Internationally accepted Principles of Law Governing Contractual Relations . The decision of the court of Appeal in Deutsche Schachtbau - Und Tiefbohrgesellschaftu v. R AlKhaimah National Oil Co 9 ., indicates that, where parties do not permit their contract to be governed by the law of any particular country, a provision that the contract shall be governed by - ³Internationally accepted principles of law governing Contractual relations´ - will not be rejected by the English Court on the common law ground of uncertainty or public policy. An oil
1 AC 295 (1990).
exploration agreement contained an international chamber of commerce arbitration clause. The ICC arbitration rules provided that the parties were free to determine the governing law and that in the absence of any indication by the parties, the arbitrator shall apply the law designated as proper law by the rule of conflict which he deemed appropriate. In pursuance of that clause, the arbitrators determined that the proper law was internationally accepted principles of law governing contractual relation. It was held that the arbitration clause was governed by Swiss Law and uncontradicted expert evidence was that the arbitration clause was valid under Swiss Laws. The arbitration was held in Geneva, and the arbitral tribunal held that the defendant should pay 4.6 million dollars to the plaintiff. The letter applied to the English Courts for leave to enforce the award as a Judgment. The court of Appeal rejected the defendant's submission that it would be contrary to English public policy to enforce an arbitration award which held that the rights and obligation of the parties were to be determined, not on the basis of any particular national law but upon some unspecified, and possibly ill defined, internationally accepted principles of law. Sir John Donaldson described the internationally accepted principles of law governing contractual relation which the arbitrator applied as a common denominator of principles underlying the laws of the various nations governing contractual relation. The position was reiterated in DST v. Raknoc10. The same position was confirmed by the late Professor Clive Schmitthoff who noted that the Supreme Courts of France and Italy had ruled to the same effect. But these decisions have to be treated with caution as there is no specific law prescribed. If a court were to decide that a clause providing for a contract to be governed by internationally accepted principles of law governing contractual relation is not a valid choice of proper law, the common law position is that it would apply as the proper law the system of law with which it determines that the transaction has its closest and most real connection.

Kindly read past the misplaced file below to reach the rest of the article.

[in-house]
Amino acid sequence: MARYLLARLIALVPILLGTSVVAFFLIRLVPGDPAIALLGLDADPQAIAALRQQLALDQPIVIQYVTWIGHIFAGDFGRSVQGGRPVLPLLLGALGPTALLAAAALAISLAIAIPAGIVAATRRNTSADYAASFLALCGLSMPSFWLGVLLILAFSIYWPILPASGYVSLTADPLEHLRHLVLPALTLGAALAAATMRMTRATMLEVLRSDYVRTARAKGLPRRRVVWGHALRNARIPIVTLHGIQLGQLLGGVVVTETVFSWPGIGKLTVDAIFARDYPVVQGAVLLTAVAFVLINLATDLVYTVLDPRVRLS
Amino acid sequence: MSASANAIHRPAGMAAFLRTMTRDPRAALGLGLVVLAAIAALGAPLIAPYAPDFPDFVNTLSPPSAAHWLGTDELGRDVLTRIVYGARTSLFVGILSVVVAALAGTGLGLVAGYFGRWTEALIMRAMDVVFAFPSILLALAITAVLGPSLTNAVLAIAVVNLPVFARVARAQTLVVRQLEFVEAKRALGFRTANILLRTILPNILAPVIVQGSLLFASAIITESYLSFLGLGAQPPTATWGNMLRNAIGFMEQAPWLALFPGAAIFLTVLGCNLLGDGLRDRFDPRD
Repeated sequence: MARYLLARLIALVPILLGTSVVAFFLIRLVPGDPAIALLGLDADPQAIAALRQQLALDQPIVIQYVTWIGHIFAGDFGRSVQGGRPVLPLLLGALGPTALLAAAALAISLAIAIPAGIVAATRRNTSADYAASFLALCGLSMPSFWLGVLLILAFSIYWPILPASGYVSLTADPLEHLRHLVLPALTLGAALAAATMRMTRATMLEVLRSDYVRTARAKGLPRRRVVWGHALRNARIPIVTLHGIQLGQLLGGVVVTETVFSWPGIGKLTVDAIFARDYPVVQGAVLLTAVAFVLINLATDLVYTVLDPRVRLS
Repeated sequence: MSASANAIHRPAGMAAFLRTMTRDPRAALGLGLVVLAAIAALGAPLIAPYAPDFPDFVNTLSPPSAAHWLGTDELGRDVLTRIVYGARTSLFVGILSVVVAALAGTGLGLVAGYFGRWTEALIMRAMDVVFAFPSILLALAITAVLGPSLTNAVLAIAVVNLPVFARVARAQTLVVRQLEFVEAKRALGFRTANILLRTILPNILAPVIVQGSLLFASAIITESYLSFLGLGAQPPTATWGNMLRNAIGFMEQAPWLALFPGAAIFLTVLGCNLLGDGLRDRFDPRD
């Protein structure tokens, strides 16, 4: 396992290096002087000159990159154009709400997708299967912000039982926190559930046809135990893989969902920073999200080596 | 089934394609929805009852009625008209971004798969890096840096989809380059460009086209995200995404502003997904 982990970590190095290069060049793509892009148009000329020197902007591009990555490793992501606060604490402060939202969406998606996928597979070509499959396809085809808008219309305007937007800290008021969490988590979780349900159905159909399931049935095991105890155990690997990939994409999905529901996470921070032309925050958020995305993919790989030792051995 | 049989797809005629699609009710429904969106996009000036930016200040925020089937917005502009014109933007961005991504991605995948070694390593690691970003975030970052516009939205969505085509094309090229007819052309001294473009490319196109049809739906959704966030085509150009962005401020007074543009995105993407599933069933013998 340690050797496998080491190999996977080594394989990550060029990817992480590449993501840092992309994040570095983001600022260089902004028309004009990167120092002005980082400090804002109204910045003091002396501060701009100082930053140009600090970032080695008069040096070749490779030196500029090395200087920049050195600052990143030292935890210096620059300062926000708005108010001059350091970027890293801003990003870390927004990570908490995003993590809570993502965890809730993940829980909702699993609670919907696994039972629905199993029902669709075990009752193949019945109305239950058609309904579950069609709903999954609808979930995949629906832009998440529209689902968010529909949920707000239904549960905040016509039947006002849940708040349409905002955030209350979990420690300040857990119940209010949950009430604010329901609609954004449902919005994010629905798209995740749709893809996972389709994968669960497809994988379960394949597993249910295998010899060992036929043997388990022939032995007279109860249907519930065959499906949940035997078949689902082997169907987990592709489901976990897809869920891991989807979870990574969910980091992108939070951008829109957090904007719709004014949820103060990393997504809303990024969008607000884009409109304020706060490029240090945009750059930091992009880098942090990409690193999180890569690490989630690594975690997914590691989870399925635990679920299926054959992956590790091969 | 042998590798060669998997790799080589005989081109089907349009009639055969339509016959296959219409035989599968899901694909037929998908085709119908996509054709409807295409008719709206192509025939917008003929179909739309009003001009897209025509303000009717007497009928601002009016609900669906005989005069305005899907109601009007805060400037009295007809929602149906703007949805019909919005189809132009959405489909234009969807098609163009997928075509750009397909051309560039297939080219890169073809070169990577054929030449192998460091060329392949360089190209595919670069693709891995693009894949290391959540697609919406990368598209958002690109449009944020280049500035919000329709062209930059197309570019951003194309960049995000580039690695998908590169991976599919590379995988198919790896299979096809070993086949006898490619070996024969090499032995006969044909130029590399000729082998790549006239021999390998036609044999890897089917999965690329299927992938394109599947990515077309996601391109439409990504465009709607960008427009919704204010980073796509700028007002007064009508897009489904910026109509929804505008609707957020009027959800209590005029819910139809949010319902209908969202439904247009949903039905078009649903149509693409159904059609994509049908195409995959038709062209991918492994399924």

GENERAL PRINCIPLES OF CHOOSING THE SUBSTANTIVE LAW When the parties agree upon a substantive law of a particular jurisdiction, there is no scope for the application of general principles of law. This is determined by the choice of Law clause. This does not however confirm that national law is the best choice of substantive law available, for
1 AC 315 (1990).
national law too may have its own shortcomings. Hence parties may allow arbitral tribunals to apply a substantial law not tied to any particular jurisdiction. Still in some cases, reference to a non-national standard is fertile because of the political realities. The fact that Calvo Doctrine traditionally argued for equal treatment only to foreigners, could not be made applicable because International Arbitration often gives foreigners, but not citizens a right to arbitrate disputes. Thus Calvo Doctrine opposes arbitration on the ground that it gives preferential treatment to foreign investors.
STANDARDIZING THE CHOICE OF LAW Virtually all legal systems and arbitration rules permit the parties to choose the law governing their contractual relationship. It is important that the parties do so in the arbitration agreement or in a separate contractual provision for a number of reasons. First, the parties get a clear picture as to the governing law from the moment the contract is concluded and this clarifies the whole position. Thus, the loophole in contracts can be effectively plugged. Interpretation becomes easy when the law is clear: Secondly, where the parties do not designate the governing law, its determination can be difficult or uncertain11. Clarity narrows an arbitrator¶s choices of choosing either one side or the other. It never permits a compromise position. If one side embraces an unreasonable position, that side stands the risk that its offer will be discredited and the other side¶s proposal favoured. Thus theoretically, it causes disputing parties¶ offers to converge and thereby enhance the prospects of settlements. To uncover the truth, an illuminating process is needed, one that would evoke elucidating responses from the disputants. Present day arbitration needs a resolution which should come in the shape of a precise law, because then only neutrality could be preserved.
CONCLUSION. The nature of the debate about the possibility of delocalizing arbitration procedure and awards often conceals the real concerns that underlie the debate. The cardinal issue is not whether or not arbitrations are jurisdictional or contractual in nature, but to what extent and according to what standards international arbitrations should be regulated and administered. Most legal systems accord parties considerable freedom in determining arbitral procedure, while reserving the right to ensure the fairness and integrity of the process.
BIBLIOGRAPHY. Books. Born, Gary B., International Commercial Arbitration, Vol.1, 3rd ed, 2009, Wolters Kluwer, Demetriades Christina, Dillon Michelle, Johnstone Chris, Moore Charlotte Russell on Arbitration, 23rd Edition, Sweet & Maxwell.